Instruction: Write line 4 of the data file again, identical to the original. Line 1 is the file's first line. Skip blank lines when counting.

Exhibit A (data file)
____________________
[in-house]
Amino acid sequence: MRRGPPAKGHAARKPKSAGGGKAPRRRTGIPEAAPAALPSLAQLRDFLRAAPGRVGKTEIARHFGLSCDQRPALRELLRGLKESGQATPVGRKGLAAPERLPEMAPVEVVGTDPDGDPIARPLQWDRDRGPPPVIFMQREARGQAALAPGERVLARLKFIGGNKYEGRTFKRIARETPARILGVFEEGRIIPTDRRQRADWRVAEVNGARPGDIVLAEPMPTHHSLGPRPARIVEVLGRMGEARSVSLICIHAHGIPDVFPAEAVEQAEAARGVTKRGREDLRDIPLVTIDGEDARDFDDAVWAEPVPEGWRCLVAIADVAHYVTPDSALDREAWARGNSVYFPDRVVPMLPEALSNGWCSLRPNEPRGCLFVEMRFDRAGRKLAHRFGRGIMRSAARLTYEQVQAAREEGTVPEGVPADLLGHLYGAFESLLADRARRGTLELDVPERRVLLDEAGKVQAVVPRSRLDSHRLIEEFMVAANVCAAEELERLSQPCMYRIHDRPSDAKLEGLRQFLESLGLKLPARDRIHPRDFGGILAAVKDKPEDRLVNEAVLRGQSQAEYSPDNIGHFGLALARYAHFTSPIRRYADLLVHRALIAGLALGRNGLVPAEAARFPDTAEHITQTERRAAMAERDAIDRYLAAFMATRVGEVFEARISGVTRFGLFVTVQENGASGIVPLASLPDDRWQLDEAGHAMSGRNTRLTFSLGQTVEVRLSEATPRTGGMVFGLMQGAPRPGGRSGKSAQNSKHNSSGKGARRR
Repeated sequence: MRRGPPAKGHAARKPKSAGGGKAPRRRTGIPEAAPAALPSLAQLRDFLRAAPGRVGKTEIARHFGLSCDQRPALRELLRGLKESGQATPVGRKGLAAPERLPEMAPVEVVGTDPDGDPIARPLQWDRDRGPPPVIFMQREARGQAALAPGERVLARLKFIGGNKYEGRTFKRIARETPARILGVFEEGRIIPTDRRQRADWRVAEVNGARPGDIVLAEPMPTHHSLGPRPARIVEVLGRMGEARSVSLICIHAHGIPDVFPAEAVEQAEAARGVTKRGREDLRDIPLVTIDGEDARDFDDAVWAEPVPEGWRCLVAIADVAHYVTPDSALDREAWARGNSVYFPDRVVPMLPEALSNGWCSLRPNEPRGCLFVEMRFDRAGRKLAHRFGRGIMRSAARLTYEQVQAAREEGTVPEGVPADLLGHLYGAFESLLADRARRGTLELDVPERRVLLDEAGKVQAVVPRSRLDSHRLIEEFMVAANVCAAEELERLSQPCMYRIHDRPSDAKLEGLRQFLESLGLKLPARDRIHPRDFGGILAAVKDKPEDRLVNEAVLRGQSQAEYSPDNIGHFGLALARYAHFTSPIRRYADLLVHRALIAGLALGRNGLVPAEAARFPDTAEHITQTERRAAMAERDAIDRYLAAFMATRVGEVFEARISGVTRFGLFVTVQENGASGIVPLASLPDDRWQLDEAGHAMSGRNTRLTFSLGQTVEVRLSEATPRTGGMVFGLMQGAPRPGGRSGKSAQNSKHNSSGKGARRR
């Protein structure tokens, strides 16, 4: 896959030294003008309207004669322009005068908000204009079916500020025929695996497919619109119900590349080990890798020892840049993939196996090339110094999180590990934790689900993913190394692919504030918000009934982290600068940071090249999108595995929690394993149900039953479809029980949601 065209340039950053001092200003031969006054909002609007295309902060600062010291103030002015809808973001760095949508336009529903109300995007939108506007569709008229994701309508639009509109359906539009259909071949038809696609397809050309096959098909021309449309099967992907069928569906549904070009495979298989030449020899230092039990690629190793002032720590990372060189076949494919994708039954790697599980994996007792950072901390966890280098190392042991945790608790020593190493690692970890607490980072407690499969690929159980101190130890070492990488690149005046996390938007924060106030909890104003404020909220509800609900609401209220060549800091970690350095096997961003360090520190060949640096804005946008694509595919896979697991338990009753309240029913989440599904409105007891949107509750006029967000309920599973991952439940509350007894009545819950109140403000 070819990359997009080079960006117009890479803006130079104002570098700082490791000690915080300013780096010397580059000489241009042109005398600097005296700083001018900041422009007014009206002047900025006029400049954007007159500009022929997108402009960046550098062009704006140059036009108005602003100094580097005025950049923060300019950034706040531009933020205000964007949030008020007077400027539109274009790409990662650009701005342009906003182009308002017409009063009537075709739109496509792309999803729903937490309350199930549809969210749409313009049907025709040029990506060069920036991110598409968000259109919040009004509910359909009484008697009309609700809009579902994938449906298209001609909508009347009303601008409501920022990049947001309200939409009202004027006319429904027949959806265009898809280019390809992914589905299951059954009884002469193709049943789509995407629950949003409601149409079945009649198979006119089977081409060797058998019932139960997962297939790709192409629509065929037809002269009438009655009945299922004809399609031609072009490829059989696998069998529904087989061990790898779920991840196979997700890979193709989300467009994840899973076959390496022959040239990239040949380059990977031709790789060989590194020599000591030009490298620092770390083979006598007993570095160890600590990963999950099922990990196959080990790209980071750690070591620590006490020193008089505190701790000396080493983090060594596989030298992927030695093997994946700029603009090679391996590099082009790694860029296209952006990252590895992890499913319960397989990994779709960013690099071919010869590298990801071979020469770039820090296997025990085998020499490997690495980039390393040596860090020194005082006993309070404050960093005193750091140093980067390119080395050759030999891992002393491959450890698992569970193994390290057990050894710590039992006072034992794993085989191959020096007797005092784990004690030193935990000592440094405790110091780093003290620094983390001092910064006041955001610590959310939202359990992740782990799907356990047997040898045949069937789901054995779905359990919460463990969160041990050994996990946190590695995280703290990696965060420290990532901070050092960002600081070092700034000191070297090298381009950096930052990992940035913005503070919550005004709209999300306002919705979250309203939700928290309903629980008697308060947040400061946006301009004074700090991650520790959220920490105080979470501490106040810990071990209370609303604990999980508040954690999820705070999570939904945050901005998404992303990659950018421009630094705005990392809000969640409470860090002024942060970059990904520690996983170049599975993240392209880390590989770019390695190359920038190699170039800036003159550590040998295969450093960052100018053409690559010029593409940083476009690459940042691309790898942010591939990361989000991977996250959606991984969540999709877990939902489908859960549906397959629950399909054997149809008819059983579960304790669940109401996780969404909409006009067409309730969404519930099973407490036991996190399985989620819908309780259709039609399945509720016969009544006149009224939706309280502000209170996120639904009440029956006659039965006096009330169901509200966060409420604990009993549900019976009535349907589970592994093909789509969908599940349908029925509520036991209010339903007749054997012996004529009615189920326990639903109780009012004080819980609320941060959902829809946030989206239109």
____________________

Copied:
């Protein structure tokens, strides 16, 4: 896959030294003008309207004669322009005068908000204009079916500020025929695996497919619109119900590349080990890798020892840049993939196996090339110094999180590990934790689900993913190394692919504030918000009934982290600068940071090249999108595995929690394993149900039953479809029980949601 065209340039950053001092200003031969006054909002609007295309902060600062010291103030002015809808973001760095949508336009529903109300995007939108506007569709008229994701309508639009509109359906539009259909071949038809696609397809050309096959098909021309449309099967992907069928569906549904070009495979298989030449020899230092039990690629190793002032720590990372060189076949494919994708039954790697599980994996007792950072901390966890280098190392042991945790608790020593190493690692970890607490980072407690499969690929159980101190130890070492990488690149005046996390938007924060106030909890104003404020909220509800609900609401209220060549800091970690350095096997961003360090520190060949640096804005946008694509595919896979697991338990009753309240029913989440599904409105007891949107509750006029967000309920599973991952439940509350007894009545819950109140403000 070819990359997009080079960006117009890479803006130079104002570098700082490791000690915080300013780096010397580059000489241009042109005398600097005296700083001018900041422009007014009206002047900025006029400049954007007159500009022929997108402009960046550098062009704006140059036009108005602003100094580097005025950049923060300019950034706040531009933020205000964007949030008020007077400027539109274009790409990662650009701005342009906003182009308002017409009063009537075709739109496509792309999803729903937490309350199930549809969210749409313009049907025709040029990506060069920036991110598409968000259109919040009004509910359909009484008697009309609700809009579902994938449906298209001609909508009347009303601008409501920022990049947001309200939409009202004027006319429904027949959806265009898809280019390809992914589905299951059954009884002469193709049943789509995407629950949003409601149409079945009649198979006119089977081409060797058998019932139960997962297939790709192409629509065929037809002269009438009655009945299922004809399609031609072009490829059989696998069998529904087989061990790898779920991840196979997700890979193709989300467009994840899973076959390496022959040239990239040949380059990977031709790789060989590194020599000591030009490298620092770390083979006598007993570095160890600590990963999950099922990990196959080990790209980071750690070591620590006490020193008089505190701790000396080493983090060594596989030298992927030695093997994946700029603009090679391996590099082009790694860029296209952006990252590895992890499913319960397989990994779709960013690099071919010869590298990801071979020469770039820090296997025990085998020499490997690495980039390393040596860090020194005082006993309070404050960093005193750091140093980067390119080395050759030999891992002393491959450890698992569970193994390290057990050894710590039992006072034992794993085989191959020096007797005092784990004690030193935990000592440094405790110091780093003290620094983390001092910064006041955001610590959310939202359990992740782990799907356990047997040898045949069937789901054995779905359990919460463990969160041990050994996990946190590695995280703290990696965060420290990532901070050092960002600081070092700034000191070297090298381009950096930052990992940035913005503070919550005004709209999300306002919705979250309203939700928290309903629980008697308060947040400061946006301009004074700090991650520790959220920490105080979470501490106040810990071990209370609303604990999980508040954690999820705070999570939904945050901005998404992303990659950018421009630094705005990392809000969640409470860090002024942060970059990904520690996983170049599975993240392209880390590989770019390695190359920038190699170039800036003159550590040998295969450093960052100018053409690559010029593409940083476009690459940042691309790898942010591939990361989000991977996250959606991984969540999709877990939902489908859960549906397959629950399909054997149809008819059983579960304790669940109401996780969404909409006009067409309730969404519930099973407490036991996190399985989620819908309780259709039609399945509720016969009544006149009224939706309280502000209170996120639904009440029956006659039965006096009330169901509200966060409420604990009993549900019976009535349907589970592994093909789509969908599940349908029925509520036991209010339903007749054997012996004529009615189920326990639903109780009012004080819980609320941060959902829809946030989206239109």